While Forever Evil excels when it comes to interesting moments that make for blockbuster comic book events, the overarching plot devices that defined the actual story of Forever Evil were telegraphed from the beginning of the event, leaving readers wanting by the end. With the first issue reveal of a hooded man and the suggestion that he holds a certain amount of power over the Crime Syndicate let the cat out of the bag early in this event, and it wasn’t hard to guess that Lex Luthor would be at the center of overthrowing the Syndicate by the end of it all. Additionally, there were plenty of unexplained WTF moments in this series that left readers scratching their heads. Despite Cyborg being held together by nothing more than the green hue of a Green Lantern’s ring, Batman and Catwoman seem to have no problem taking Victor’s lifeless, useless, Cyborg-free body to the Red Room for repairs. It was very-well established that Victor dies without his cyborg implants, and as much sense as using Green Lantern’s power to keep him alive makes, him staying alive long enough for Batman to get him to the shop for repairs makes absolutely none. Then we have the convenient meetup of the Injustice League, with Lex and Bizzaro in the perfect location to see Black Adam get beat up by Ultraman without Ultraman seeing them, Black Manta in the perfect position to drag Black Adam out of the ocean, and Captain Cold just happening to get away from a fight he had no business getting away from way too close to Lex and Bizarro to make any damned sense at all. The biggest hurdle tripping up this event, however, had nothing to do with the story, and everything to do with boring tie-ins and untimely delays. Although the Justice League tie-ins starring the individual members of the Crime Syndicate were the shining stars of the tie-ins, the separate stories being told in Justice League of America the Dark family of DC titles, and just about every other DC comic fell flat on several levels. Justice League of America dealt with the Firestorm matrix prison that entrapped most of the JL members, and although the tie-in had some great elements, Martian Manhunter and Stargirl’s adventure was confusing, felt unimportant, and dragged for at least 3 issues too many than it should have. I understand why the story was part of the overall event, I’m just not sure it should have been. That same unimportant tone was heard in the Dark tie-in story known as Blight, and although it explored interesting details of how the Syndicate dealt with magic-using characters of the DCU, the 18-part, 4-title-spanning epic within an epic was way too unwieldy and uneventful to be anywhere close to entertaining. Although the Arkham War and Suicide Squad tie-ins were way better than the others, by the end of the Forever Evil event itself they felt worthless and horribly useless in light of the new status quo established by the supported event. Furthermore, the almost two month delay of the release of the last issue, which in turn caused delays for most of the tie-in books, was an inexcusable circumstance when it comes to comic book events. Any steam that had been building to the climactic ending of Forever Evil escaped during this two month hiatus, and the ultimate end of the series that did nothing but setup yet another event was intriguing, but only for what may come after Forever Evil, and did nothing to remedy the mediocrity of the event as a whole.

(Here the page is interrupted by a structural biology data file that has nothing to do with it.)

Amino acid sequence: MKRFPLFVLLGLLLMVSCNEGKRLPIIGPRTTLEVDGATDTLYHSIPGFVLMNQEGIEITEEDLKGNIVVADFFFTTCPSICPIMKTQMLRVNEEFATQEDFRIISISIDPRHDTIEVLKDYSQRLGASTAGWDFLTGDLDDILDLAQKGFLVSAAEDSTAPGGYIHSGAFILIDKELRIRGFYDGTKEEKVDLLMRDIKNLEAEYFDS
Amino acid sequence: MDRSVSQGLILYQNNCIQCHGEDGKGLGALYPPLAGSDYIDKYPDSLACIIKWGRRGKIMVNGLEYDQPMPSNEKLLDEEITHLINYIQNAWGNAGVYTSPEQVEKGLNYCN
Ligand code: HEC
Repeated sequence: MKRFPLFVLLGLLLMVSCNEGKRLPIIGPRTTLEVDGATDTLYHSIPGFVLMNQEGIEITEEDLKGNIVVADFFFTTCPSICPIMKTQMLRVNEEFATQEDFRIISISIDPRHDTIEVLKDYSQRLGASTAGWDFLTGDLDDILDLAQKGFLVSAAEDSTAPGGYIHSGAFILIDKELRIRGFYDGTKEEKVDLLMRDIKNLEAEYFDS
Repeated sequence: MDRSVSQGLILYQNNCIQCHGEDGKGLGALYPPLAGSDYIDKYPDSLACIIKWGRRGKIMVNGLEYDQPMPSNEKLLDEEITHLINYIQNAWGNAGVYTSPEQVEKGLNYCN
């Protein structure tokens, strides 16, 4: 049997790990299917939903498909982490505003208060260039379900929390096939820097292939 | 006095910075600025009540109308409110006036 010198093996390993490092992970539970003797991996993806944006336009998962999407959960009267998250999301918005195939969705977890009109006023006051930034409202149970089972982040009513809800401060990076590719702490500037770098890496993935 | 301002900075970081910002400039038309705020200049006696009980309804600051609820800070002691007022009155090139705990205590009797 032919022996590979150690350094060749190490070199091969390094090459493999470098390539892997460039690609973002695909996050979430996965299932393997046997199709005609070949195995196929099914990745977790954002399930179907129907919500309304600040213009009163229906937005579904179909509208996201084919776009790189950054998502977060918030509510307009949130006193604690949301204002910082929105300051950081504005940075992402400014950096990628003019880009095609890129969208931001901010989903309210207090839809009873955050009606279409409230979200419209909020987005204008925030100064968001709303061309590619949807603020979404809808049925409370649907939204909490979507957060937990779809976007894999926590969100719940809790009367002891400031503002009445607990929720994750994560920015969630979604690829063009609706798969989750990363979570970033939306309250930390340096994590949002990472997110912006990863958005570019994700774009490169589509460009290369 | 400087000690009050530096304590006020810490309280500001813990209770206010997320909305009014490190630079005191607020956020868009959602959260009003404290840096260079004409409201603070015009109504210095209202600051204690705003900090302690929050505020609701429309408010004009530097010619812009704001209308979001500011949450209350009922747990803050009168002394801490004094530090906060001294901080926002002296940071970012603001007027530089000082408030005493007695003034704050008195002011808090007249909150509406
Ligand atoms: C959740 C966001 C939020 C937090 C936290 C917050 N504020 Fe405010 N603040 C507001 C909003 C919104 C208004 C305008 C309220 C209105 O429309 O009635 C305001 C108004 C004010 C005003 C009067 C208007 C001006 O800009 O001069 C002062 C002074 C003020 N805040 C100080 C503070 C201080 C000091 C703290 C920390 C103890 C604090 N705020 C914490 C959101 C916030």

When one judges Forever Evil based on its standing as a comic book event it loses much of its appeal due to underlying plot holes, bad tie-ins, and the use of gimmicky character moments that were the only driving force of the series from issue to issue. But Forever Evil isn’t just a single event. It’s only a small portion of something much bigger going on at DC, and we’ve been seeing that something bigger in the form of DC’s weekly event Futures End. Without Trinity War there is no Forever Evil, and without Forever Evil there simply is no Futures End. While we have yet to know for sure just how good Futures End will end up being, the very fact that DC is taking a chance with something so epic and all-encompassing is a great approach for a publisher that has been losing to Marvel when it comes to big events. Septembers are another piece of evidence that points to a categorical change to the way DC handles events, and while September 2013 saw DC make waves with Villain’s Month, September 2014 sees a similar month-long event with a series of one-shot issues featuring 3-D lenticular covers. Do you see the same trend I’m seeing? After the entire plan DC has implemented comes to fruition it may be a different story for Forever Evil, but, until that day comes, I have to score it as it is now, and wait for any future context to build itself. Perhaps, someday, Forever Evil will seem better than it was, but that day is not today.
Story: 2 Out of 5
Art: 3 Out of 5
Overall: 2.5 Out of 5